With lights flashing, a City of Myrtle Beach fire truck dropped off an Elvis impersonator to greet Congressman Tom Rice.
A pep band led chants of “Go chamber, go chamber go” as Chauncey, Coastal Carolina University’s rooster mascot, welcomed Myrtle Beach Area Chamber of Commerce board members. To conclude Tuesday morning’s song and dance, a banner plane flew over the chamber’s headquarters bearing this message: “2015 Chamber of the Year.”
We’ve had a history of always coming together. ... Sometimes it’s unorthodox. Sometimes we have to do what we have to do.
Jim Creel Jr., board chairman, Myrtle Beach Area Chamber of Commerce
That was the reason for the carnival/news conference: to announce that six days earlier the chamber had accepted the top international honor from the Association of Chamber of Commerce Executives at the organization’s annual meeting in Montreal.
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“It certainly speaks well of the organization,” said Chamber President Brad Dean. “But more importantly, it speaks well of the robust community we represent.”
The annual award goes to a chamber that makes an impact in such areas as business development, transportation, education and quality of life.
Dean said Myrtle Beach was one of three finalists invited to compete for the prize, along with chambers from Chattanooga, Tennessee, and Lexington, Kentucky.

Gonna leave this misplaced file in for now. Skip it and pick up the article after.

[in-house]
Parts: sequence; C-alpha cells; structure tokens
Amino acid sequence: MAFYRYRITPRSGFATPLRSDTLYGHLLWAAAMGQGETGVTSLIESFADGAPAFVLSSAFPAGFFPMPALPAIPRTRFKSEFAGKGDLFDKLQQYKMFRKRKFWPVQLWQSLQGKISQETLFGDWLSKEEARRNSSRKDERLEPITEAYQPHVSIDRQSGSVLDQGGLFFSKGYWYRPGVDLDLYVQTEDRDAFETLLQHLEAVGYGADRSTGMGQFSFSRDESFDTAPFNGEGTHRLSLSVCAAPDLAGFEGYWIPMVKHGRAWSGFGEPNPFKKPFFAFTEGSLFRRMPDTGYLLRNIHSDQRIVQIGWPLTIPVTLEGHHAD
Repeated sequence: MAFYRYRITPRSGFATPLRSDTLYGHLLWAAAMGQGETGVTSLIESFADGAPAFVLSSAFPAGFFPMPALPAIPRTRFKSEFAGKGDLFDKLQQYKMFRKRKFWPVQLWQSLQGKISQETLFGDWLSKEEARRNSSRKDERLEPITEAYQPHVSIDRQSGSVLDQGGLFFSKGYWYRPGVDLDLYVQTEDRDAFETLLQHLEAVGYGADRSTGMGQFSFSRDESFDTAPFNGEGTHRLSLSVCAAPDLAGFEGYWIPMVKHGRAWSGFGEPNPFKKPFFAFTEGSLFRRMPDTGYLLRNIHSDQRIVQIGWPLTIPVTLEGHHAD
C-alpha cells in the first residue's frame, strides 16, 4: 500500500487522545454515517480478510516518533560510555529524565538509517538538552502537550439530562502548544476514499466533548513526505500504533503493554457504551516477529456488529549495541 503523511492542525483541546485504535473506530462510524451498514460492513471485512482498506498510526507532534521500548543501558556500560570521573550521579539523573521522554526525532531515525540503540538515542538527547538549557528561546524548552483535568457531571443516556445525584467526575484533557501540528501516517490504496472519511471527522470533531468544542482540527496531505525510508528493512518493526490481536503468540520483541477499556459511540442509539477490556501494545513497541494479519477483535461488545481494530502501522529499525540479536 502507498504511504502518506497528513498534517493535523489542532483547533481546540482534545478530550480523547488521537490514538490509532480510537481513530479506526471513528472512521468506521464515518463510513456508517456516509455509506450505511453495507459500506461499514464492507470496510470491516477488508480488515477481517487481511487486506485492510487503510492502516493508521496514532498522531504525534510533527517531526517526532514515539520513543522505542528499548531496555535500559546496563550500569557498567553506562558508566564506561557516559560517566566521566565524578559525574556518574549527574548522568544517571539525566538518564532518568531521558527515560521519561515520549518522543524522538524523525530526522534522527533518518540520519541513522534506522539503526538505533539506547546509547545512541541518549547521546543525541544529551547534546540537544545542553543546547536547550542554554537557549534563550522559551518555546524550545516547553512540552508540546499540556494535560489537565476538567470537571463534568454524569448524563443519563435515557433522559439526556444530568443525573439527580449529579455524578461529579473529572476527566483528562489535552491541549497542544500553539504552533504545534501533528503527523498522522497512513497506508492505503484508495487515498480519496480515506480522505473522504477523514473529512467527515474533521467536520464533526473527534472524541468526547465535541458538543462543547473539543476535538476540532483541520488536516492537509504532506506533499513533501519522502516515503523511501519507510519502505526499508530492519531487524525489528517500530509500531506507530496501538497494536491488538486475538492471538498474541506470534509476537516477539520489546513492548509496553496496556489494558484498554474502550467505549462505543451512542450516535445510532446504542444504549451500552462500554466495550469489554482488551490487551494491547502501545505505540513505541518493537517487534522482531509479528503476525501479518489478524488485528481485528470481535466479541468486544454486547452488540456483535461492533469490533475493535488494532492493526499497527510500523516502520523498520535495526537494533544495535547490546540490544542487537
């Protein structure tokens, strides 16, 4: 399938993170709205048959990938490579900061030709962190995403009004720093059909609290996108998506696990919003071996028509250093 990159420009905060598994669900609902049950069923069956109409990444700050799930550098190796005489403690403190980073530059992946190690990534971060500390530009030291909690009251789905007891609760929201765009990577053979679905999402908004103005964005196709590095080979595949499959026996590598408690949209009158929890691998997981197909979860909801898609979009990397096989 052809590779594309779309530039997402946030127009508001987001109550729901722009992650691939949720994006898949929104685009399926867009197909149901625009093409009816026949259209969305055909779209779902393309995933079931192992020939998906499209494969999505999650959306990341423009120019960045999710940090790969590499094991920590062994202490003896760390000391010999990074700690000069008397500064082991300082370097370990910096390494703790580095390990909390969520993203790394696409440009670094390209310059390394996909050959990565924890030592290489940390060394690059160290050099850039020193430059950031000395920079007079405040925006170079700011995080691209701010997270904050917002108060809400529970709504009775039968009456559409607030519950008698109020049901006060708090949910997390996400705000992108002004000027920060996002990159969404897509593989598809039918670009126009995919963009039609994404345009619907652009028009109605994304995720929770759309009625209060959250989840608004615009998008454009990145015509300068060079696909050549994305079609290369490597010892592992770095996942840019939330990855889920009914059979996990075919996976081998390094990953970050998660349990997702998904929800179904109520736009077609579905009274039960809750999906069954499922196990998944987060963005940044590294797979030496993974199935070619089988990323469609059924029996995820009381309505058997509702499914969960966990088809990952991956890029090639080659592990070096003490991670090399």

I’ve seen tourism numbers climb and climb and climb. I’ve seen industries moving to this area. All of this doesn’t happen by accident.
U.S. Rep. Tom Rice, R-Myrtle Beach
The competition not only looked at tourism and business numbers, but it also included a detailed interview with Dean about the chamber’s leadership, volunteering and response to challenges.
“You feel like you’ve been through an Olympic trial by the time you get there,” he said.
Rice, who makes his home in Myrtle Beach, praised the chamber’s efforts and said he wasn’t surprised by the honor.
“I’ve lived here for a long time,” he said. “And I’ve seen through the decades that their dedication has resulted in expanding opportunities to this area.”
Jim Creel Jr., the chamber’s board chairman, echoed that sentiment.
“We’ve had a history of always coming together,” he said. “Sometimes it’s unorthodox. Sometimes we have to do what we have to do.”